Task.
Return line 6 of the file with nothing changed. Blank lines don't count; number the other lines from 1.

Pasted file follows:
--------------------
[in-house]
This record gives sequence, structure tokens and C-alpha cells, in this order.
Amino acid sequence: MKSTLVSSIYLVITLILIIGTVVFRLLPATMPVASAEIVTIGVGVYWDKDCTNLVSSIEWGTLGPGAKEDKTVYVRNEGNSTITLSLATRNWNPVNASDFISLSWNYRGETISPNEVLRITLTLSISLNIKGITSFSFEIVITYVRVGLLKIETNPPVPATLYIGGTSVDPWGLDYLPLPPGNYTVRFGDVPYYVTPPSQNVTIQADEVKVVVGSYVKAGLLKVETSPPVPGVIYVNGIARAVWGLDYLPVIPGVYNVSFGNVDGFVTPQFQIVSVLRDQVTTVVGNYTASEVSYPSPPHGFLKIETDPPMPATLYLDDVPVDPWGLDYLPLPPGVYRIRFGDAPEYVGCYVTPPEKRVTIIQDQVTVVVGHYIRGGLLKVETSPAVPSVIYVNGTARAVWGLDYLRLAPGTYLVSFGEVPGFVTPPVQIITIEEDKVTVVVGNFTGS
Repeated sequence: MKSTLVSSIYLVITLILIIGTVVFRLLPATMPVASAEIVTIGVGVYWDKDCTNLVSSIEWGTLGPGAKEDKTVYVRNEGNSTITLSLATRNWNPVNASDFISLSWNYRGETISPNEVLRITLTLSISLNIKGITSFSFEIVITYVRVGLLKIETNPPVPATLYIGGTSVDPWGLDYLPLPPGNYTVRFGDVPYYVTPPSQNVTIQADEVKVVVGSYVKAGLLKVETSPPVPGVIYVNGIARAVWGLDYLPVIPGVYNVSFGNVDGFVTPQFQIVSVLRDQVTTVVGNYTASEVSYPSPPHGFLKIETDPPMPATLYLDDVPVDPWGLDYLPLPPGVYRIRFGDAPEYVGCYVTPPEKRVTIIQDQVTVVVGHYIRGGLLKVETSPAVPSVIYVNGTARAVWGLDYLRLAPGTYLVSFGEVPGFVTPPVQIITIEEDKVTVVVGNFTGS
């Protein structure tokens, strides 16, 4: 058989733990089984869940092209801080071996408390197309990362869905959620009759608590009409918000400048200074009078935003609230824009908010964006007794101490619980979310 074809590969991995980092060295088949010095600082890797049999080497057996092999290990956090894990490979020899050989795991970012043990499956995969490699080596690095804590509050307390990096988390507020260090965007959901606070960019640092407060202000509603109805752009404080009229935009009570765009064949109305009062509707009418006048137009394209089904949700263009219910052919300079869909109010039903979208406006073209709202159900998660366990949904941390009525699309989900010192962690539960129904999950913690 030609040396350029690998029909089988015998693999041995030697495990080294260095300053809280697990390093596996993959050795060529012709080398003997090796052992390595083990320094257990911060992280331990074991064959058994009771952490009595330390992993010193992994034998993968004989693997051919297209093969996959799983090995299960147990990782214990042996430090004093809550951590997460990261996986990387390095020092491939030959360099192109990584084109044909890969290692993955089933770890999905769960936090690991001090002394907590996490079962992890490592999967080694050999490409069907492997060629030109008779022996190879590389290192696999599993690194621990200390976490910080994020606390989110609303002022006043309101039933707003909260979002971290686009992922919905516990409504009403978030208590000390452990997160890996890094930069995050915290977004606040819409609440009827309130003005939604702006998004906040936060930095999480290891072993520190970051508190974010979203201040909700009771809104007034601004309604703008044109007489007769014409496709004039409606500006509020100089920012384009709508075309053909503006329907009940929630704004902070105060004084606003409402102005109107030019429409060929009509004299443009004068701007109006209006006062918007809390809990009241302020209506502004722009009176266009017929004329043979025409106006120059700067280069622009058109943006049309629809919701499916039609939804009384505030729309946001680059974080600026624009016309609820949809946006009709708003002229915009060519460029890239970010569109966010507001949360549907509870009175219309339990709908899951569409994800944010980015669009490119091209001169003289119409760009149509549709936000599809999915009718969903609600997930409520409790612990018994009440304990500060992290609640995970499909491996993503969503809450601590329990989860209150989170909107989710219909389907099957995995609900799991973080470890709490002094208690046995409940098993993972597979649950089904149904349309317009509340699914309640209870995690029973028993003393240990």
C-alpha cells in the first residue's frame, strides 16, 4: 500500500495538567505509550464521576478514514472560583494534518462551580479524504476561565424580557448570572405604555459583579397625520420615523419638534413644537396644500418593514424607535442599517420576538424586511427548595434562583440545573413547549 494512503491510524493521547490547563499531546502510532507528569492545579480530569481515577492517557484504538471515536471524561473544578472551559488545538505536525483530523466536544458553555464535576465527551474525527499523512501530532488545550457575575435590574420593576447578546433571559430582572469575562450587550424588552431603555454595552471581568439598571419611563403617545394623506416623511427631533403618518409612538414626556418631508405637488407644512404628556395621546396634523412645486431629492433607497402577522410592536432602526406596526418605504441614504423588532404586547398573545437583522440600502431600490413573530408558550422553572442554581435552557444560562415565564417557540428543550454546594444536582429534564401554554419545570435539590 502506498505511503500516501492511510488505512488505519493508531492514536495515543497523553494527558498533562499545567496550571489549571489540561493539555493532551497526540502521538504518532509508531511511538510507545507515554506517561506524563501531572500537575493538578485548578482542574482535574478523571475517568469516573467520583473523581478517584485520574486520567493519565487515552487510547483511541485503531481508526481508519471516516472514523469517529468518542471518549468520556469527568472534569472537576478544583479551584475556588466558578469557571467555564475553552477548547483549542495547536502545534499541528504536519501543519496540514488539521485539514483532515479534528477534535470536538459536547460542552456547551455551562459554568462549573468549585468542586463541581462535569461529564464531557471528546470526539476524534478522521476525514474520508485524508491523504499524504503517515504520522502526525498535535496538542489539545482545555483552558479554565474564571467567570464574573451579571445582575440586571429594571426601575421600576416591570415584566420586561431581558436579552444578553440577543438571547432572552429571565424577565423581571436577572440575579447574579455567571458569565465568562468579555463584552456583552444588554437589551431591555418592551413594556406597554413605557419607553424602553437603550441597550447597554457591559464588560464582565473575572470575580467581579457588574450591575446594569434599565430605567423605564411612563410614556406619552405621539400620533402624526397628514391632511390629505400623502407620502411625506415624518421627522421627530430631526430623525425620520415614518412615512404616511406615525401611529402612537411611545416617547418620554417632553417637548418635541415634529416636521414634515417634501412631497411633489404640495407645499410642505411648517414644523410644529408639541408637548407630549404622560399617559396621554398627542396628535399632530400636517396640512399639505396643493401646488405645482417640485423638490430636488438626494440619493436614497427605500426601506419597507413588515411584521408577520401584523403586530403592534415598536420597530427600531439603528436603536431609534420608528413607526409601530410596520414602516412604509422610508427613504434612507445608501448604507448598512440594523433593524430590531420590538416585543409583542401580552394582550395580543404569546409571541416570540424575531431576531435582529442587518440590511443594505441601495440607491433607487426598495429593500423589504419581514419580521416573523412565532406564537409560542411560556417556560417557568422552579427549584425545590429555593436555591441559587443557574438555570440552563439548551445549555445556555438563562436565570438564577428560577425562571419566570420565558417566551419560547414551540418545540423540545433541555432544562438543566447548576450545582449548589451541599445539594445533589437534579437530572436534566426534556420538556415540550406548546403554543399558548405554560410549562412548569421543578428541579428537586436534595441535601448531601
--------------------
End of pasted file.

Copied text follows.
C-alpha cells in the first residue's frame, strides 16, 4: 500500500495538567505509550464521576478514514472560583494534518462551580479524504476561565424580557448570572405604555459583579397625520420615523419638534413644537396644500418593514424607535442599517420576538424586511427548595434562583440545573413547549 494512503491510524493521547490547563499531546502510532507528569492545579480530569481515577492517557484504538471515536471524561473544578472551559488545538505536525483530523466536544458553555464535576465527551474525527499523512501530532488545550457575575435590574420593576447578546433571559430582572469575562450587550424588552431603555454595552471581568439598571419611563403617545394623506416623511427631533403618518409612538414626556418631508405637488407644512404628556395621546396634523412645486431629492433607497402577522410592536432602526406596526418605504441614504423588532404586547398573545437583522440600502431600490413573530408558550422553572442554581435552557444560562415565564417557540428543550454546594444536582429534564401554554419545570435539590 502506498505511503500516501492511510488505512488505519493508531492514536495515543497523553494527558498533562499545567496550571489549571489540561493539555493532551497526540502521538504518532509508531511511538510507545507515554506517561506524563501531572500537575493538578485548578482542574482535574478523571475517568469516573467520583473523581478517584485520574486520567493519565487515552487510547483511541485503531481508526481508519471516516472514523469517529468518542471518549468520556469527568472534569472537576478544583479551584475556588466558578469557571467555564475553552477548547483549542495547536502545534499541528504536519501543519496540514488539521485539514483532515479534528477534535470536538459536547460542552456547551455551562459554568462549573468549585468542586463541581462535569461529564464531557471528546470526539476524534478522521476525514474520508485524508491523504499524504503517515504520522502526525498535535496538542489539545482545555483552558479554565474564571467567570464574573451579571445582575440586571429594571426601575421600576416591570415584566420586561431581558436579552444578553440577543438571547432572552429571565424577565423581571436577572440575579447574579455567571458569565465568562468579555463584552456583552444588554437589551431591555418592551413594556406597554413605557419607553424602553437603550441597550447597554457591559464588560464582565473575572470575580467581579457588574450591575446594569434599565430605567423605564411612563410614556406619552405621539400620533402624526397628514391632511390629505400623502407620502411625506415624518421627522421627530430631526430623525425620520415614518412615512404616511406615525401611529402612537411611545416617547418620554417632553417637548418635541415634529416636521414634515417634501412631497411633489404640495407645499410642505411648517414644523410644529408639541408637548407630549404622560399617559396621554398627542396628535399632530400636517396640512399639505396643493401646488405645482417640485423638490430636488438626494440619493436614497427605500426601506419597507413588515411584521408577520401584523403586530403592534415598536420597530427600531439603528436603536431609534420608528413607526409601530410596520414602516412604509422610508427613504434612507445608501448604507448598512440594523433593524430590531420590538416585543409583542401580552394582550395580543404569546409571541416570540424575531431576531435582529442587518440590511443594505441601495440607491433607487426598495429593500423589504419581514419580521416573523412565532406564537409560542411560556417556560417557568422552579427549584425545590429555593436555591441559587443557574438555570440552563439548551445549555445556555438563562436565570438564577428560577425562571419566570420565558417566551419560547414551540418545540423540545433541555432544562438543566447548576450545582449548589451541599445539594445533589437534579437530572436534566426534556420538556415540550406548546403554543399558548405554560410549562412548569421543578428541579428537586436534595441535601448531601